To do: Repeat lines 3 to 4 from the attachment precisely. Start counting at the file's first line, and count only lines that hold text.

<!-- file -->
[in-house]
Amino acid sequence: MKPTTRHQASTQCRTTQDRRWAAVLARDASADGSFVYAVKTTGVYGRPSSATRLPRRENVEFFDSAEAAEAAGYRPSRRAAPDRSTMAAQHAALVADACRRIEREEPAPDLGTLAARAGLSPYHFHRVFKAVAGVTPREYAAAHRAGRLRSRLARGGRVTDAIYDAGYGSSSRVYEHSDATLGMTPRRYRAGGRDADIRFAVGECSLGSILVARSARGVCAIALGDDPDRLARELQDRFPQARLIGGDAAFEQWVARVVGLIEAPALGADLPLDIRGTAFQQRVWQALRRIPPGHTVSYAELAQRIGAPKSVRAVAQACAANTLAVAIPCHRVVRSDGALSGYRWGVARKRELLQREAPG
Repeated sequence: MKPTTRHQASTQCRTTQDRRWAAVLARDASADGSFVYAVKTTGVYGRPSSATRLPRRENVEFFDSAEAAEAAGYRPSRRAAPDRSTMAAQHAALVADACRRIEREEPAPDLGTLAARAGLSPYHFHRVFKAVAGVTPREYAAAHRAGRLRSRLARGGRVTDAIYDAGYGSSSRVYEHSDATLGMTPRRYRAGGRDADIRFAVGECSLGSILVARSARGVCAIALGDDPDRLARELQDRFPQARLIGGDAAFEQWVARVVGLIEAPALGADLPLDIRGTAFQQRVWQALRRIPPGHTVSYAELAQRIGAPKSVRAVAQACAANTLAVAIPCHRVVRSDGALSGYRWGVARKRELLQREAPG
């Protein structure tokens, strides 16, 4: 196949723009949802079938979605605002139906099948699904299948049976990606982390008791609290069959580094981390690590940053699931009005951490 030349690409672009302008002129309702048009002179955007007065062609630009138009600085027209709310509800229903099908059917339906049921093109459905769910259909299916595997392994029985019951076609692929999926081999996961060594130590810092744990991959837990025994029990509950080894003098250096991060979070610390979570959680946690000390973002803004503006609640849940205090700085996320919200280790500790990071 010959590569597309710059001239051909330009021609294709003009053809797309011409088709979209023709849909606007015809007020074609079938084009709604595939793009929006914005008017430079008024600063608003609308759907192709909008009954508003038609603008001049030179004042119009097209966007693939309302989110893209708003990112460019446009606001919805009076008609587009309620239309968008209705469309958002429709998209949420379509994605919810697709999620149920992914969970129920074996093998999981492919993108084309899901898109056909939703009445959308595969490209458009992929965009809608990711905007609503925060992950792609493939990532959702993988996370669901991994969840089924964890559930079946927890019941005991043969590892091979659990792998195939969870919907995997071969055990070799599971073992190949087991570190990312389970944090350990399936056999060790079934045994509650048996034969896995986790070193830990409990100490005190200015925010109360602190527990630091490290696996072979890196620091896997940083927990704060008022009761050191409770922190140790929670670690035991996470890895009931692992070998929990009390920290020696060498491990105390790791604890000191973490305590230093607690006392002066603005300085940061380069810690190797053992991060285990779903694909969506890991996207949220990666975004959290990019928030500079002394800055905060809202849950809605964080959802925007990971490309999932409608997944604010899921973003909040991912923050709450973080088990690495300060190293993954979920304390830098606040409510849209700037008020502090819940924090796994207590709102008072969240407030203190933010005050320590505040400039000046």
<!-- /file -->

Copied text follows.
Repeated sequence: MKPTTRHQASTQCRTTQDRRWAAVLARDASADGSFVYAVKTTGVYGRPSSATRLPRRENVEFFDSAEAAEAAGYRPSRRAAPDRSTMAAQHAALVADACRRIEREEPAPDLGTLAARAGLSPYHFHRVFKAVAGVTPREYAAAHRAGRLRSRLARGGRVTDAIYDAGYGSSSRVYEHSDATLGMTPRRYRAGGRDADIRFAVGECSLGSILVARSARGVCAIALGDDPDRLARELQDRFPQARLIGGDAAFEQWVARVVGLIEAPALGADLPLDIRGTAFQQRVWQALRRIPPGHTVSYAELAQRIGAPKSVRAVAQACAANTLAVAIPCHRVVRSDGALSGYRWGVARKRELLQREAPG
């Protein structure tokens, strides 16, 4: 196949723009949802079938979605605002139906099948699904299948049976990606982390008791609290069959580094981390690590940053699931009005951490 030349690409672009302008002129309702048009002179955007007065062609630009138009600085027209709310509800229903099908059917339906049921093109459905769910259909299916595997392994029985019951076609692929999926081999996961060594130590810092744990991959837990025994029990509950080894003098250096991060979070610390979570959680946690000390973002803004503006609640849940205090700085996320919200280790500790990071 010959590569597309710059001239051909330009021609294709003009053809797309011409088709979209023709849909606007015809007020074609079938084009709604595939793009929006914005008017430079008024600063608003609308759907192709909008009954508003038609603008001049030179004042119009097209966007693939309302989110893209708003990112460019446009606001919805009076008609587009309620239309968008209705469309958002429709998209949420379509994605919810697709999620149920992914969970129920074996093998999981492919993108084309899901898109056909939703009445959308595969490209458009992929965009809608990711905007609503925060992950792609493939990532959702993988996370669901991994969840089924964890559930079946927890019941005991043969590892091979659990792998195939969870919907995997071969055990070799599971073992190949087991570190990312389970944090350990399936056999060790079934045994509650048996034969896995986790070193830990409990100490005190200015925010109360602190527990630091490290696996072979890196620091896997940083927990704060008022009761050191409770922190140790929670670690035991996470890895009931692992070998929990009390920290020696060498491990105390790791604890000191973490305590230093607690006392002066603005300085940061380069810690190797053992991060285990779903694909969506890991996207949220990666975004959290990019928030500079002394800055905060809202849950809605964080959802925007990971490309999932409608997944604010899921973003909040991912923050709450973080088990690495300060190293993954979920304390830098606040409510849209700037008020502090819940924090796994207590709102008072969240407030203190933010005050320590505040400039000046």